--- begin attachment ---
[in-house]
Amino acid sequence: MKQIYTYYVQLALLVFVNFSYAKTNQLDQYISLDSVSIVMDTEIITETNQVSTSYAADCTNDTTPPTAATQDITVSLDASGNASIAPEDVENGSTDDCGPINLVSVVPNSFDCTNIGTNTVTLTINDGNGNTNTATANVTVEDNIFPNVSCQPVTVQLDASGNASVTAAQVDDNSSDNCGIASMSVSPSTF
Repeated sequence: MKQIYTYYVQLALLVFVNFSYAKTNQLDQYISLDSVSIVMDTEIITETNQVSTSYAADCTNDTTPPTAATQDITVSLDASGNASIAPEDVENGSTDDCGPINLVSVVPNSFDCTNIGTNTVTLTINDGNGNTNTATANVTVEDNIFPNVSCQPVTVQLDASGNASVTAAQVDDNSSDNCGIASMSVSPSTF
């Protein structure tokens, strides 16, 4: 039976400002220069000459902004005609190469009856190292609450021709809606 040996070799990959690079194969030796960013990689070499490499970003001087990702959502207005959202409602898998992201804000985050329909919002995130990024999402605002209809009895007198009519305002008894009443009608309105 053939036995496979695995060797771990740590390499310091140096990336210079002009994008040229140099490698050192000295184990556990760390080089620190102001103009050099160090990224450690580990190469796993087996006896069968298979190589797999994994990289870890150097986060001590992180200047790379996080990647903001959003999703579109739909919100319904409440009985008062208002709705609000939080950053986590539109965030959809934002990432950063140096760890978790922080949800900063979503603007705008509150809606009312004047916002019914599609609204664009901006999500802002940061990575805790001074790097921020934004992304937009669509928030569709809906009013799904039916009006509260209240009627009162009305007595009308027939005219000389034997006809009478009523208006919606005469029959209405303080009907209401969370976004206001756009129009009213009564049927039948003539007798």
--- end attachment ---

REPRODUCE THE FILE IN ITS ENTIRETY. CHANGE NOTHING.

[in-house]
Amino acid sequence: MKQIYTYYVQLALLVFVNFSYAKTNQLDQYISLDSVSIVMDTEIITETNQVSTSYAADCTNDTTPPTAATQDITVSLDASGNASIAPEDVENGSTDDCGPINLVSVVPNSFDCTNIGTNTVTLTINDGNGNTNTATANVTVEDNIFPNVSCQPVTVQLDASGNASVTAAQVDDNSSDNCGIASMSVSPSTF
Repeated sequence: MKQIYTYYVQLALLVFVNFSYAKTNQLDQYISLDSVSIVMDTEIITETNQVSTSYAADCTNDTTPPTAATQDITVSLDASGNASIAPEDVENGSTDDCGPINLVSVVPNSFDCTNIGTNTVTLTINDGNGNTNTATANVTVEDNIFPNVSCQPVTVQLDASGNASVTAAQVDDNSSDNCGIASMSVSPSTF
């Protein structure tokens, strides 16, 4: 039976400002220069000459902004005609190469009856190292609450021709809606 040996070799990959690079194969030796960013990689070499490499970003001087990702959502207005959202409602898998992201804000985050329909919002995130990024999402605002209809009895007198009519305002008894009443009608309105 053939036995496979695995060797771990740590390499310091140096990336210079002009994008040229140099490698050192000295184990556990760390080089620190102001103009050099160090990224450690580990190469796993087996006896069968298979190589797999994994990289870890150097986060001590992180200047790379996080990647903001959003999703579109739909919100319904409440009985008062208002709705609000939080950053986590539109965030959809934002990432950063140096760890978790922080949800900063979503603007705008509150809606009312004047916002019914599609609204664009901006999500802002940061990575805790001074790097921020934004992304937009669509928030569709809906009013799904039916009006509260209240009627009162009305007595009308027939005219000389034997006809009478009523208006919606005469029959209405303080009907209401969370976004206001756009129009009213009564049927039948003539007798």